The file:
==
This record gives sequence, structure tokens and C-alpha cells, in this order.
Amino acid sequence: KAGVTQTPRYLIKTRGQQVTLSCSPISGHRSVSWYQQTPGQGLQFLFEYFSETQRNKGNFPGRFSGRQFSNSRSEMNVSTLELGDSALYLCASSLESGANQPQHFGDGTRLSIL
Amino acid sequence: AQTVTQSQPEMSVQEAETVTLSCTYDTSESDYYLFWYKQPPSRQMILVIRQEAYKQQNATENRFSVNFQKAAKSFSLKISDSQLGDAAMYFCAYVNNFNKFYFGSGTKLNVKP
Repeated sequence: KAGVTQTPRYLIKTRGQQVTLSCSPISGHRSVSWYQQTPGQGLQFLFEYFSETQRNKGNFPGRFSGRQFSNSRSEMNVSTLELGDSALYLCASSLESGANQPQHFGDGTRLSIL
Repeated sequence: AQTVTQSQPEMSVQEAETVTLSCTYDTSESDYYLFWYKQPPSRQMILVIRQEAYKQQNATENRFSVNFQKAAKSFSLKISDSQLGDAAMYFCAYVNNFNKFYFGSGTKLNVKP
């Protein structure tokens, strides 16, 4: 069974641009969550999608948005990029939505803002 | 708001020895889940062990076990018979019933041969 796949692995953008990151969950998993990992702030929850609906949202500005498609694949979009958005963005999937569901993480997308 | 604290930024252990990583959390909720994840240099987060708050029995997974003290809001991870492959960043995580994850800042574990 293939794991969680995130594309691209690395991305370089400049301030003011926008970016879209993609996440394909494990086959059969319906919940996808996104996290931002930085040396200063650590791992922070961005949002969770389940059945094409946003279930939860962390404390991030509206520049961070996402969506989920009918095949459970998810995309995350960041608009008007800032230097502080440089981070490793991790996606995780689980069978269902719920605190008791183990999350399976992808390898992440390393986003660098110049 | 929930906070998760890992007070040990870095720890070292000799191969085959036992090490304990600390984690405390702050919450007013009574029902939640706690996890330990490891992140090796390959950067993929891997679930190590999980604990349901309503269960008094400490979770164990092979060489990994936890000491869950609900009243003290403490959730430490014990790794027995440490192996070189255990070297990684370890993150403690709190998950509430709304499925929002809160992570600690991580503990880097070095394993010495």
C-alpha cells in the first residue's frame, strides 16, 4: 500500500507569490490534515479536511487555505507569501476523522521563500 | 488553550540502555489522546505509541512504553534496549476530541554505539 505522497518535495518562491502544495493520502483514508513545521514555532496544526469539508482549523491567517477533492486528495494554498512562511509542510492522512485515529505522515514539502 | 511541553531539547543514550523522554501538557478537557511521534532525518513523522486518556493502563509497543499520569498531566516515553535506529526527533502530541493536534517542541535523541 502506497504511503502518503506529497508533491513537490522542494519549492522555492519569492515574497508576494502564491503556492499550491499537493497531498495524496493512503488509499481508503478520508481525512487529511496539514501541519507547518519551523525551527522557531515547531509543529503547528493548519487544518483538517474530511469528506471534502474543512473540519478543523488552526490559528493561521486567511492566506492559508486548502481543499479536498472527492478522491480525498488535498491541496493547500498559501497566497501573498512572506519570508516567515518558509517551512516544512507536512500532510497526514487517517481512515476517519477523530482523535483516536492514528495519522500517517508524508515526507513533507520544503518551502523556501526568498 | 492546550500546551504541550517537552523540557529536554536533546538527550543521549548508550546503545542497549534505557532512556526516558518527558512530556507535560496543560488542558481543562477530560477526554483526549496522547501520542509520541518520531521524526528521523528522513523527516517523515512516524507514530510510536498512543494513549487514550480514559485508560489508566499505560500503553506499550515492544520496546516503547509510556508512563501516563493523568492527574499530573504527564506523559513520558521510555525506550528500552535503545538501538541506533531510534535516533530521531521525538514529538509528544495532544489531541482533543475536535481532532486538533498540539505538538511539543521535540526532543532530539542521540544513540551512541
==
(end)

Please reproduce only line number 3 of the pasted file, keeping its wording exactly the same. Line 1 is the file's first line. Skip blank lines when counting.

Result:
Amino acid sequence: AQTVTQSQPEMSVQEAETVTLSCTYDTSESDYYLFWYKQPPSRQMILVIRQEAYKQQNATENRFSVNFQKAAKSFSLKISDSQLGDAAMYFCAYVNNFNKFYFGSGTKLNVKP